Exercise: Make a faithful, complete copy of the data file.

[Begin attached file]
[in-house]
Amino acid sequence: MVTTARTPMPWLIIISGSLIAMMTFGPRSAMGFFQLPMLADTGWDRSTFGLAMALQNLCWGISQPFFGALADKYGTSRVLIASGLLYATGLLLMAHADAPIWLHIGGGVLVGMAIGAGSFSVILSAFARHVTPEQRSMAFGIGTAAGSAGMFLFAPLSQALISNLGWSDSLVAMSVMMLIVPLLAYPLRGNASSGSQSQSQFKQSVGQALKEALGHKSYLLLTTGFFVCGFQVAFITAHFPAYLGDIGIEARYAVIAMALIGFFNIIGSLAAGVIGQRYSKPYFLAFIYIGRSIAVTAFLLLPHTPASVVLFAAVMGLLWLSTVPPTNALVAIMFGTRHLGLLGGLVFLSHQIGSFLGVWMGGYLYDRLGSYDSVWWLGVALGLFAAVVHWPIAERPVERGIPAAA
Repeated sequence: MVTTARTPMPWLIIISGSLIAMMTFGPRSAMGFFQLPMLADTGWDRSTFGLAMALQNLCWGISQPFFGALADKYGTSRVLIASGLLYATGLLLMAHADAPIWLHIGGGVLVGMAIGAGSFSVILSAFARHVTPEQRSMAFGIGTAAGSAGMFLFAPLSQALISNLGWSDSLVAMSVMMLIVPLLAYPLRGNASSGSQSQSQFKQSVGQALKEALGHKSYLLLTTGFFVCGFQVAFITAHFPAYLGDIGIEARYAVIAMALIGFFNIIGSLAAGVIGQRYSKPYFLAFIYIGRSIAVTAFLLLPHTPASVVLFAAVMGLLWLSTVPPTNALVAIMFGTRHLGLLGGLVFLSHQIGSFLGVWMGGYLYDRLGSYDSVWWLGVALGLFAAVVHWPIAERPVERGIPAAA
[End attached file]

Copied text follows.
[in-house]
Amino acid sequence: MVTTARTPMPWLIIISGSLIAMMTFGPRSAMGFFQLPMLADTGWDRSTFGLAMALQNLCWGISQPFFGALADKYGTSRVLIASGLLYATGLLLMAHADAPIWLHIGGGVLVGMAIGAGSFSVILSAFARHVTPEQRSMAFGIGTAAGSAGMFLFAPLSQALISNLGWSDSLVAMSVMMLIVPLLAYPLRGNASSGSQSQSQFKQSVGQALKEALGHKSYLLLTTGFFVCGFQVAFITAHFPAYLGDIGIEARYAVIAMALIGFFNIIGSLAAGVIGQRYSKPYFLAFIYIGRSIAVTAFLLLPHTPASVVLFAAVMGLLWLSTVPPTNALVAIMFGTRHLGLLGGLVFLSHQIGSFLGVWMGGYLYDRLGSYDSVWWLGVALGLFAAVVHWPIAERPVERGIPAAA
Repeated sequence: MVTTARTPMPWLIIISGSLIAMMTFGPRSAMGFFQLPMLADTGWDRSTFGLAMALQNLCWGISQPFFGALADKYGTSRVLIASGLLYATGLLLMAHADAPIWLHIGGGVLVGMAIGAGSFSVILSAFARHVTPEQRSMAFGIGTAAGSAGMFLFAPLSQALISNLGWSDSLVAMSVMMLIVPLLAYPLRGNASSGSQSQSQFKQSVGQALKEALGHKSYLLLTTGFFVCGFQVAFITAHFPAYLGDIGIEARYAVIAMALIGFFNIIGSLAAGVIGQRYSKPYFLAFIYIGRSIAVTAFLLLPHTPASVVLFAAVMGLLWLSTVPPTNALVAIMFGTRHLGLLGGLVFLSHQIGSFLGVWMGGYLYDRLGSYDSVWWLGVALGLFAAVVHWPIAERPVERGIPAAA